1. Today was a Sabbath, namely, the first day of the Feast of Tabernacles, and so I did a weekly quiet time. I studied II Kings 25, which is the last chapter of the book.
I like how it ends on a note of hope: Evil-Merodach, the king of Babylon who succeeded Nebuchadnezzar, releases King Jehoiachin of Judah from prison, elevates Jehoiachin above the other captive kings, allows Jehoiachin to dine in his presence, and gives him a regular allowance. If the Deuteronomistic History was composed in exile, then it seems to be searching for some glimmer of hope amidst dark circumstances. The Deuteronomist doesn’t draw sweeping conclusions from Evil-Merodach’s elevation of Jehoiachin (“Oh, the exile is coming to a close!”). He just mentions it. But why does he mention it? I think it’s because he deems it significant: he wonders if its an indication that God hasn’t given up on his people.
I’m not big on getting my hopes up, for that leads me to disappointment. I’ve had times in my life when I’ve interpreted good things in my life as a sign that God was leading me in a certain direction, only to find myself, well, not where I was expecting God to lead me! But I don’t think it’s wrong for me to look at a situation that appears to be hopeful and to think, “Maybe, just maybe.” But I also have to be willing to cope with a “maybe not.”
Where will I go next in my weekly quiet time? Answer: the Book of Ecclesiastes! I’m curious about how faith communities that believe in an afterlife cope with a book that appears to deny an afterlife. Well, many of them reinterpret the book’s message to be consistent with an afterlife! But how do they interact with the passages in Ecclesiastes that contradict that? That’s one question that will be swimming through my mind as I study the Book of Ecclesiastes and its interpreters!
2. I was expecting to finish Randall Short’s The Surprising Election and Confirmation of King David today, but that did not happen! I’ll probably get it done tonight, though.
In my reading today, Randall points out times in the narrative where Saul calls David his son, and he also notes that Saul rarely refers to Jonathan as his son, nor does Jonathan call Saul his father all that often. When they do so, the context is usually negative.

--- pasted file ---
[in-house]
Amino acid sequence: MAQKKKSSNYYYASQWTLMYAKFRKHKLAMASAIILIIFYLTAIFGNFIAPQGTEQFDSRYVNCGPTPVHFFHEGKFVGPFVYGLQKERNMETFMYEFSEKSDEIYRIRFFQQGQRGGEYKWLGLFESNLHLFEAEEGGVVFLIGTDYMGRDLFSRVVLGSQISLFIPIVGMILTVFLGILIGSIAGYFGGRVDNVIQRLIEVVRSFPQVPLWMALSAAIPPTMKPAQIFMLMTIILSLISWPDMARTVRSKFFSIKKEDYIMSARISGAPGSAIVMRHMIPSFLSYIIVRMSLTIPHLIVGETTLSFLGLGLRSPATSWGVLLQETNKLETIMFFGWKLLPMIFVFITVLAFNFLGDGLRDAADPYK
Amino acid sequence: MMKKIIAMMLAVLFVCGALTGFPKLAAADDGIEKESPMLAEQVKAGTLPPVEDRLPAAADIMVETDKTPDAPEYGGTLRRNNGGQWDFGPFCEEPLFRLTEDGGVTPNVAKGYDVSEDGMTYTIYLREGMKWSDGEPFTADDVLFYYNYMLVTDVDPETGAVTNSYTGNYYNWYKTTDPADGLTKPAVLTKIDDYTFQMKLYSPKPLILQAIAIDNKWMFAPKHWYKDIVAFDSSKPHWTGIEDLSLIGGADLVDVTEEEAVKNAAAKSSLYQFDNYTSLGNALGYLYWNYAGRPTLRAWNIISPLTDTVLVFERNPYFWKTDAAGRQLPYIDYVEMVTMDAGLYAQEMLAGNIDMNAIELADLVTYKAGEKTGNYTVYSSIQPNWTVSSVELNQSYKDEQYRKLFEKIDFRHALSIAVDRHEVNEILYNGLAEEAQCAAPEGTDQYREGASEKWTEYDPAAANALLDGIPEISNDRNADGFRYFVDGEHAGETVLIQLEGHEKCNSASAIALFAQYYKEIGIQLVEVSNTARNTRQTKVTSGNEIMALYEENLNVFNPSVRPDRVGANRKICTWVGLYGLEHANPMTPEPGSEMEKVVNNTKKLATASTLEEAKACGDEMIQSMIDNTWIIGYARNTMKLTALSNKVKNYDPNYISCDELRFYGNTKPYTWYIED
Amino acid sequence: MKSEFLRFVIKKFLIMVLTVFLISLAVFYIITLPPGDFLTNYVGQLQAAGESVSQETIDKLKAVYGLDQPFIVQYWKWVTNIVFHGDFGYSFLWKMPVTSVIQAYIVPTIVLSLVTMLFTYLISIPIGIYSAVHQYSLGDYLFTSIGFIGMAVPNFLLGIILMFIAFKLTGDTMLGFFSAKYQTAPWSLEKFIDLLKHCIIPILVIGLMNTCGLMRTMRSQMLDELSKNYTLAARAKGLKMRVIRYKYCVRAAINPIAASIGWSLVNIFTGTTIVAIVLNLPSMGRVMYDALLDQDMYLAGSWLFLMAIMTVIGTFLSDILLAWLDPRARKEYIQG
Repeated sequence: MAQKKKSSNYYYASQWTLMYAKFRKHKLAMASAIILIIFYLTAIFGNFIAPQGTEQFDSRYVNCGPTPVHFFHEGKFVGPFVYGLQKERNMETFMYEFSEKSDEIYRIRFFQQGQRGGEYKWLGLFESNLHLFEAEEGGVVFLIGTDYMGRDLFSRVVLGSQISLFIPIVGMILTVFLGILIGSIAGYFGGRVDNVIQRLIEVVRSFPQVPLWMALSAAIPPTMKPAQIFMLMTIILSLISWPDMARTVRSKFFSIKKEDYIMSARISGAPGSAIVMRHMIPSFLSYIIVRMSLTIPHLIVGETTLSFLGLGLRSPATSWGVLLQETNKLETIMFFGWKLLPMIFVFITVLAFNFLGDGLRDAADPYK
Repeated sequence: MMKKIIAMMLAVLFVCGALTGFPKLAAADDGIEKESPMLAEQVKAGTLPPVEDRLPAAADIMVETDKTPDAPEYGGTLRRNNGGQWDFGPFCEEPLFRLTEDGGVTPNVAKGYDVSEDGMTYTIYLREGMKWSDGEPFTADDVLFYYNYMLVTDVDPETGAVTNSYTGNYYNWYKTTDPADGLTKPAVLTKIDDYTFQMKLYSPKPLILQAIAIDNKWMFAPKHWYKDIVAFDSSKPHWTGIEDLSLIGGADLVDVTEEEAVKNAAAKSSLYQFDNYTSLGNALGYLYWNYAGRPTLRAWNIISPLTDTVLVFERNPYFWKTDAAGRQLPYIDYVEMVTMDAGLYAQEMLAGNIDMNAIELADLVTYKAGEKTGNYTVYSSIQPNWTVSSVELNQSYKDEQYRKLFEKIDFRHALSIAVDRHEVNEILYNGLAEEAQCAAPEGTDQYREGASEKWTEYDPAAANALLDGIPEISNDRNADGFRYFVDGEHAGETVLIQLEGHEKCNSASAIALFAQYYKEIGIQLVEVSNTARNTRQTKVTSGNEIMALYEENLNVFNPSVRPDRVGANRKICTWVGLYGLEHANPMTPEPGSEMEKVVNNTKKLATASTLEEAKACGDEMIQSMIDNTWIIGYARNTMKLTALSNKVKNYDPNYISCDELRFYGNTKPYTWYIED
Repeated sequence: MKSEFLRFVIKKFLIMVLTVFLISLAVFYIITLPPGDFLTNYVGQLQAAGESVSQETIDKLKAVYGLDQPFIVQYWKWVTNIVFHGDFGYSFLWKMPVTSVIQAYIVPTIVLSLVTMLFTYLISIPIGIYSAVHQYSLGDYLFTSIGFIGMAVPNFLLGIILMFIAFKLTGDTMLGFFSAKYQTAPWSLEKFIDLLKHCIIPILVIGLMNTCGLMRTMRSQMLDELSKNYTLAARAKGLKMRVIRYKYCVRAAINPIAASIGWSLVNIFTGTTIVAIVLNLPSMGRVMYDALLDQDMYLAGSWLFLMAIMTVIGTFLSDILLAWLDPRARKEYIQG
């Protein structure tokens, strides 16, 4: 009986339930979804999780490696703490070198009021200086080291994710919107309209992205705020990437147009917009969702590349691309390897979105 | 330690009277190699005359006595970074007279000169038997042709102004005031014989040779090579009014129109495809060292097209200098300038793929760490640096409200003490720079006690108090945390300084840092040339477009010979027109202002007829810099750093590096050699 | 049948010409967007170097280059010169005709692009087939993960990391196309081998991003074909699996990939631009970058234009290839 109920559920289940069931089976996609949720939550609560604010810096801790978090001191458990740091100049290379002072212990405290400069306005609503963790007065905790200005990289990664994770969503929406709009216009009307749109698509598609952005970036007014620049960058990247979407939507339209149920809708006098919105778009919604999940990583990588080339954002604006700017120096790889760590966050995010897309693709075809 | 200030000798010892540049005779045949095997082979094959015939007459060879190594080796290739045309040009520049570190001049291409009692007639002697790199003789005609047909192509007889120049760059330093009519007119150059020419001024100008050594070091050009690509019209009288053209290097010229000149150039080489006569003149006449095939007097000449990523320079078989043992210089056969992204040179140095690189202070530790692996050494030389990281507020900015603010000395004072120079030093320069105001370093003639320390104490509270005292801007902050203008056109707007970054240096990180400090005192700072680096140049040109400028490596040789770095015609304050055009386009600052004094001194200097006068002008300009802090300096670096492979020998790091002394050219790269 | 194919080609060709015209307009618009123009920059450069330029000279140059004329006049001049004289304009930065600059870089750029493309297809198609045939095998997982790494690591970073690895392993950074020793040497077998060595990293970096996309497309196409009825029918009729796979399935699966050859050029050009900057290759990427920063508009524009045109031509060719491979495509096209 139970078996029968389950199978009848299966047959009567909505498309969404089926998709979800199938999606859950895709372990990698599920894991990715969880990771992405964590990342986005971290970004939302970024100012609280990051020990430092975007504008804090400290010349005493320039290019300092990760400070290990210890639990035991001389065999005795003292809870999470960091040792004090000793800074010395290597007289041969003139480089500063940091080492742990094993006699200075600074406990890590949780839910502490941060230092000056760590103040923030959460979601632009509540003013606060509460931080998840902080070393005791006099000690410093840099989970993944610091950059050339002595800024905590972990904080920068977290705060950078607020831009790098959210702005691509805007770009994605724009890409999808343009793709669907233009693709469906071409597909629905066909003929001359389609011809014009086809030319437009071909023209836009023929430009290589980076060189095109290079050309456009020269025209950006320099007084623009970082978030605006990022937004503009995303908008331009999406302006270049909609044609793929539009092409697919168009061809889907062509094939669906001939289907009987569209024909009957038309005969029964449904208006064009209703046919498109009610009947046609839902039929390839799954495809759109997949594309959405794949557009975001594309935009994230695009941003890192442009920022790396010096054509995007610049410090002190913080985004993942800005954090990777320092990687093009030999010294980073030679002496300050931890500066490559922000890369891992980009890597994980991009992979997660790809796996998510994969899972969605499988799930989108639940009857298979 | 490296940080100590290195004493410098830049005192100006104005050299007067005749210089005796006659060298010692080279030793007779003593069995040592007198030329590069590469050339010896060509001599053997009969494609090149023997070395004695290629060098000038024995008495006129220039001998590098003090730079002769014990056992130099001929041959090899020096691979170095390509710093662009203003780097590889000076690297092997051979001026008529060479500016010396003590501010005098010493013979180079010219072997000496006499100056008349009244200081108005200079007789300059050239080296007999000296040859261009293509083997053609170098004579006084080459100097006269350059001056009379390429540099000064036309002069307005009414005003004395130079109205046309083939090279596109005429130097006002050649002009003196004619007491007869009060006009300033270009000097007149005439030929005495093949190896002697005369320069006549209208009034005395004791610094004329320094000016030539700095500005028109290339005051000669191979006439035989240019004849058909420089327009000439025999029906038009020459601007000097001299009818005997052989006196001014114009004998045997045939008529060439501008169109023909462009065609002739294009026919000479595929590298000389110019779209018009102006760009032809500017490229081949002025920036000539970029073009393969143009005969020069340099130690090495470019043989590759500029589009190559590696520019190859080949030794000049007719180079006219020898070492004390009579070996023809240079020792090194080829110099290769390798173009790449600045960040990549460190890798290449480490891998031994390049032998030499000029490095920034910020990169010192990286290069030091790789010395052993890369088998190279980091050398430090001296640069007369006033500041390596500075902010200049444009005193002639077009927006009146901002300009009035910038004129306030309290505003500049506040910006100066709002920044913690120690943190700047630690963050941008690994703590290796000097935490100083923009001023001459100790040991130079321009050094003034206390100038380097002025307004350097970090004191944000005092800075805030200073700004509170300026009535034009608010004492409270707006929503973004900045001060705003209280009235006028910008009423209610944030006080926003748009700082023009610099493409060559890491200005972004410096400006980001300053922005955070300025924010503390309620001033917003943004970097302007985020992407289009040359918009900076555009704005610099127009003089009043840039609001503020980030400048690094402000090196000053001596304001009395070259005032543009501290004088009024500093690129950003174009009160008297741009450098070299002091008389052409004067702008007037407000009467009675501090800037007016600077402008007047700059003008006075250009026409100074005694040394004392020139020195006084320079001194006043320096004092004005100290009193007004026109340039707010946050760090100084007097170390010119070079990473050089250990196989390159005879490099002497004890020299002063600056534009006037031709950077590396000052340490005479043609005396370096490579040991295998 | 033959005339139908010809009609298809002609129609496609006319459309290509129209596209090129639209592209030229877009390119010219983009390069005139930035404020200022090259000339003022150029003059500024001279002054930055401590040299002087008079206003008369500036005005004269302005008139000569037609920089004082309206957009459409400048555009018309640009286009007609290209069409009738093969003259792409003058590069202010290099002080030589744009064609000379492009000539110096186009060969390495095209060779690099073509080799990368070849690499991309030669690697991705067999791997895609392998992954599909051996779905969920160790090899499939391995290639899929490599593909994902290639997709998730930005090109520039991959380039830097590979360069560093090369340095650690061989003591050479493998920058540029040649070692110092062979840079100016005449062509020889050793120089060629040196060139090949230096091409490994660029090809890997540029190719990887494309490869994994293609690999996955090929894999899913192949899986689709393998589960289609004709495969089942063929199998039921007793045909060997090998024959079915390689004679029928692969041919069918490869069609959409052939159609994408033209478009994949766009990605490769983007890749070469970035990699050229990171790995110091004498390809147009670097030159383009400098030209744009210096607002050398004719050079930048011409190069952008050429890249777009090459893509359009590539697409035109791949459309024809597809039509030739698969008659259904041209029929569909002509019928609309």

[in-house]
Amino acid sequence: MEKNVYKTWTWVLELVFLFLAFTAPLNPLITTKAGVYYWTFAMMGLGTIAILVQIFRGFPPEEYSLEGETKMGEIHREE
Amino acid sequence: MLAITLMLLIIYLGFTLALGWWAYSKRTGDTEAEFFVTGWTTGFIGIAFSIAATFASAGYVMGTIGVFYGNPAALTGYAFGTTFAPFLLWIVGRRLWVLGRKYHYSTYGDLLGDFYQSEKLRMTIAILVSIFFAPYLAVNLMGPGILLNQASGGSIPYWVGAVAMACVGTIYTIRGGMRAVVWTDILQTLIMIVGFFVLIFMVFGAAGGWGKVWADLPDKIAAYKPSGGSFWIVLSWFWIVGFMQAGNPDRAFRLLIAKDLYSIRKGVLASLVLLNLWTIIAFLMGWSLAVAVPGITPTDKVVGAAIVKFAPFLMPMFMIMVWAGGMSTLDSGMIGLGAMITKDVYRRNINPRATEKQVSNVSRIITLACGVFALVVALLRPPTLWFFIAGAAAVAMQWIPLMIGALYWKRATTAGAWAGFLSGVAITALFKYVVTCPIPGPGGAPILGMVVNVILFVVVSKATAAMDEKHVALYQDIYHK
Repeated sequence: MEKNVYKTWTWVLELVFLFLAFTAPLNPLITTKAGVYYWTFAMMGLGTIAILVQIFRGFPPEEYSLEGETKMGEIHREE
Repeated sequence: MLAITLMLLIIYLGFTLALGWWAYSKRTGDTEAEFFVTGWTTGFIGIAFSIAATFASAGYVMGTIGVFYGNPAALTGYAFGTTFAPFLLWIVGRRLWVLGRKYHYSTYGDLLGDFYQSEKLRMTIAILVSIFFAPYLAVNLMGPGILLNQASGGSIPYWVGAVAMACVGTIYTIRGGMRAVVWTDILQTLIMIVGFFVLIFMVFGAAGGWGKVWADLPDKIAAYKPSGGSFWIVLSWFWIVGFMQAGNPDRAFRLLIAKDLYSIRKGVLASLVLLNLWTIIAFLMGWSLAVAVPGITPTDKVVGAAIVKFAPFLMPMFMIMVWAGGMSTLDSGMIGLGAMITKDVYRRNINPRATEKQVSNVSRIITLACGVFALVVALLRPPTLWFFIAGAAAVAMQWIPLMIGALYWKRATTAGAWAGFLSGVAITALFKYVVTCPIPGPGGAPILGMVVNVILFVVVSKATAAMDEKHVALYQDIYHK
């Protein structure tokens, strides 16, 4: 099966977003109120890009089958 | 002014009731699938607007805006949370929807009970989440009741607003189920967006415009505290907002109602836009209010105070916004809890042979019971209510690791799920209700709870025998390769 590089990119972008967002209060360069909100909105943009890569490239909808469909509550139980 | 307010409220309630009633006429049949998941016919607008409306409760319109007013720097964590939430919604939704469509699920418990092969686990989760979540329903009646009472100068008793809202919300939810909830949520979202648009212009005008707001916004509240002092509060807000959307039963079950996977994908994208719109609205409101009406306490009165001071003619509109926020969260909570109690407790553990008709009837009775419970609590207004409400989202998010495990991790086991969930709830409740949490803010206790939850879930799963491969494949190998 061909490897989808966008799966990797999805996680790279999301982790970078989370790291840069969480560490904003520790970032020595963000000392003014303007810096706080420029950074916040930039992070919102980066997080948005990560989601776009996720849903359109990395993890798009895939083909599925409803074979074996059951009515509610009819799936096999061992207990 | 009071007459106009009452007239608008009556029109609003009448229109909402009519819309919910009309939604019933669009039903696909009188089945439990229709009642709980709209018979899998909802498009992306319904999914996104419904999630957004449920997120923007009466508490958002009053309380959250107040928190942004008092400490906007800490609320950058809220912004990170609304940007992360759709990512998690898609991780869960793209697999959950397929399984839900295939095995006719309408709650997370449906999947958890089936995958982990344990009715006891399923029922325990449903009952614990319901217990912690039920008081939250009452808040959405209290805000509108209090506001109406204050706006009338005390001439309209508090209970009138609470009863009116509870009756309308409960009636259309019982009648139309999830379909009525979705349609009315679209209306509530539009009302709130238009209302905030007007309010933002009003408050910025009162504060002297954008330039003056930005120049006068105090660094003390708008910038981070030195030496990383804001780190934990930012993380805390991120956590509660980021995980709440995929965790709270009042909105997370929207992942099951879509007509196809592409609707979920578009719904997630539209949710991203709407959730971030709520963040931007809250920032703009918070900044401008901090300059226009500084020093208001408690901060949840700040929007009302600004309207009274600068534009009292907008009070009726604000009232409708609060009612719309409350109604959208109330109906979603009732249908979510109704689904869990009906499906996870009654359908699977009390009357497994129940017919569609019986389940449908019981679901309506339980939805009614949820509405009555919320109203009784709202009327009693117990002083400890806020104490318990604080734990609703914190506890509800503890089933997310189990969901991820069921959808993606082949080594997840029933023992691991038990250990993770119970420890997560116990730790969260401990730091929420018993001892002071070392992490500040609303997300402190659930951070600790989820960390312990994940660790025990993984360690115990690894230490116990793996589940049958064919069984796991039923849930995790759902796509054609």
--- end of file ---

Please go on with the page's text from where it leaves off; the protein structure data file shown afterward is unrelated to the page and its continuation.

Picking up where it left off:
I’m not entirely sure what Randall’s point is here, but it may have to do with the narrative’s attempt to uphold David’s right to the throne. Randall says that David takes Jonathan’s place as the one who fights the battles of the LORD. In a sense, David is like a son of Saul, the one who will obviously become Saul’s heir and successor. Randall also notes passages in which David is said to perform kingly duties even before he becomes king, in a time when he’s on the run from Saul! David fights the LORD’s battles and leads people, even then.
That reminds me of a book I read at Harvard Divinity School, Parker Palmer’s Let Your Life Speak. Palmer said that we can tell what our destiny will be—or what our vocation should be—by looking at what we’ve enjoyed doing throughout our lives. He, for example, liked to write as a child, and he grew up to become a writer. There’s a connection between where we are and where God is taking us. At the same time, if you’re in a bleak situation, my opinion (for what it’s worth) is that you shouldn’t despair, for God can put you in situations to discover and develop your talents.
Randall also discussed the point that Samuel needed to anoint David in secrecy, for he didn’t want to get in trouble with Saul. That may be true in the narrative. At the same time, Samuel did confront Saul and declare that God had rejected Saul from being king, so was Samuel really that afraid of Saul? But telling Saul something is one thing. Actually going out and anointing another king is something else!
As I’ve told my readers before, I’ve done “The Church of James Pate’s Brain” to help me fall asleep. Most of the time, I fantasize about having a church radio program (or, actually, a station) in which I preach about God’s love and mercy. But I’ve tried to do some episodes in which I speak to Bible times. In some cases, I just pretend that radios existed back then and that ancient Israelites were listening to them! But that’s too unrealistic, and so I imagine myself setting up proclamation sessions in the open air, preaching to ancient Israelites—like a tent revival. When I was on the Saul and David times, I was preaching in favor of David. Then it hit me: had I really done that, I probably would have lost my life, for I would have been proclaiming treason against King Saul—at least in the eyes of Saul and his sympathizers!